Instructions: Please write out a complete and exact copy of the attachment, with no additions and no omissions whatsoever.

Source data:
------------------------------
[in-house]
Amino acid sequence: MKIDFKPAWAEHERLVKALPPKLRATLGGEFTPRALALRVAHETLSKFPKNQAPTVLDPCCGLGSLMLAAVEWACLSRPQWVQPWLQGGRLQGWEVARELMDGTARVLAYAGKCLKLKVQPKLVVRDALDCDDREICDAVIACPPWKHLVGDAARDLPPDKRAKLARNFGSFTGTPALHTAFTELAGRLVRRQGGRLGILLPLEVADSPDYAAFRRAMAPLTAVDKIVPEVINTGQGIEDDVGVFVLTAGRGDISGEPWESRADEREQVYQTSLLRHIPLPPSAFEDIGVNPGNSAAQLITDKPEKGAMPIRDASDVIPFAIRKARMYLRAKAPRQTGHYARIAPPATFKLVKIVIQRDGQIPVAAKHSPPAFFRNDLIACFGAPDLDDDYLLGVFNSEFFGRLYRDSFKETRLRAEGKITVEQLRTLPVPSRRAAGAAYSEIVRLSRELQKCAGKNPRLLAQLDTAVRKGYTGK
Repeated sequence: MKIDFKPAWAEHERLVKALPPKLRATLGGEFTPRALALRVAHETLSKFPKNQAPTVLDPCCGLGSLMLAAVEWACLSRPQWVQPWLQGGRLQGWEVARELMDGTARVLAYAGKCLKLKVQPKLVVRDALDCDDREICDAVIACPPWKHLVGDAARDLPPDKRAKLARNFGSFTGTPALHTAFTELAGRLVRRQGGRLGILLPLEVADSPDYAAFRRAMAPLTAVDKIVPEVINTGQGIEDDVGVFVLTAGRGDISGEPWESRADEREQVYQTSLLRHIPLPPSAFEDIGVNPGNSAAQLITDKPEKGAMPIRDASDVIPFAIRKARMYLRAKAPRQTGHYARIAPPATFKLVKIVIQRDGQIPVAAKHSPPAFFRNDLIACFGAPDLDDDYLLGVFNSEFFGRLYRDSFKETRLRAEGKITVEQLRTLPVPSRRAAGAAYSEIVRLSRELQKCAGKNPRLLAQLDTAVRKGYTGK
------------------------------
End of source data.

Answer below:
[in-house]
Amino acid sequence: MKIDFKPAWAEHERLVKALPPKLRATLGGEFTPRALALRVAHETLSKFPKNQAPTVLDPCCGLGSLMLAAVEWACLSRPQWVQPWLQGGRLQGWEVARELMDGTARVLAYAGKCLKLKVQPKLVVRDALDCDDREICDAVIACPPWKHLVGDAARDLPPDKRAKLARNFGSFTGTPALHTAFTELAGRLVRRQGGRLGILLPLEVADSPDYAAFRRAMAPLTAVDKIVPEVINTGQGIEDDVGVFVLTAGRGDISGEPWESRADEREQVYQTSLLRHIPLPPSAFEDIGVNPGNSAAQLITDKPEKGAMPIRDASDVIPFAIRKARMYLRAKAPRQTGHYARIAPPATFKLVKIVIQRDGQIPVAAKHSPPAFFRNDLIACFGAPDLDDDYLLGVFNSEFFGRLYRDSFKETRLRAEGKITVEQLRTLPVPSRRAAGAAYSEIVRLSRELQKCAGKNPRLLAQLDTAVRKGYTGK
Repeated sequence: MKIDFKPAWAEHERLVKALPPKLRATLGGEFTPRALALRVAHETLSKFPKNQAPTVLDPCCGLGSLMLAAVEWACLSRPQWVQPWLQGGRLQGWEVARELMDGTARVLAYAGKCLKLKVQPKLVVRDALDCDDREICDAVIACPPWKHLVGDAARDLPPDKRAKLARNFGSFTGTPALHTAFTELAGRLVRRQGGRLGILLPLEVADSPDYAAFRRAMAPLTAVDKIVPEVINTGQGIEDDVGVFVLTAGRGDISGEPWESRADEREQVYQTSLLRHIPLPPSAFEDIGVNPGNSAAQLITDKPEKGAMPIRDASDVIPFAIRKARMYLRAKAPRQTGHYARIAPPATFKLVKIVIQRDGQIPVAAKHSPPAFFRNDLIACFGAPDLDDDYLLGVFNSEFFGRLYRDSFKETRLRAEGKITVEQLRTLPVPSRRAAGAAYSEIVRLSRELQKCAGKNPRLLAQLDTAVRKGYTGK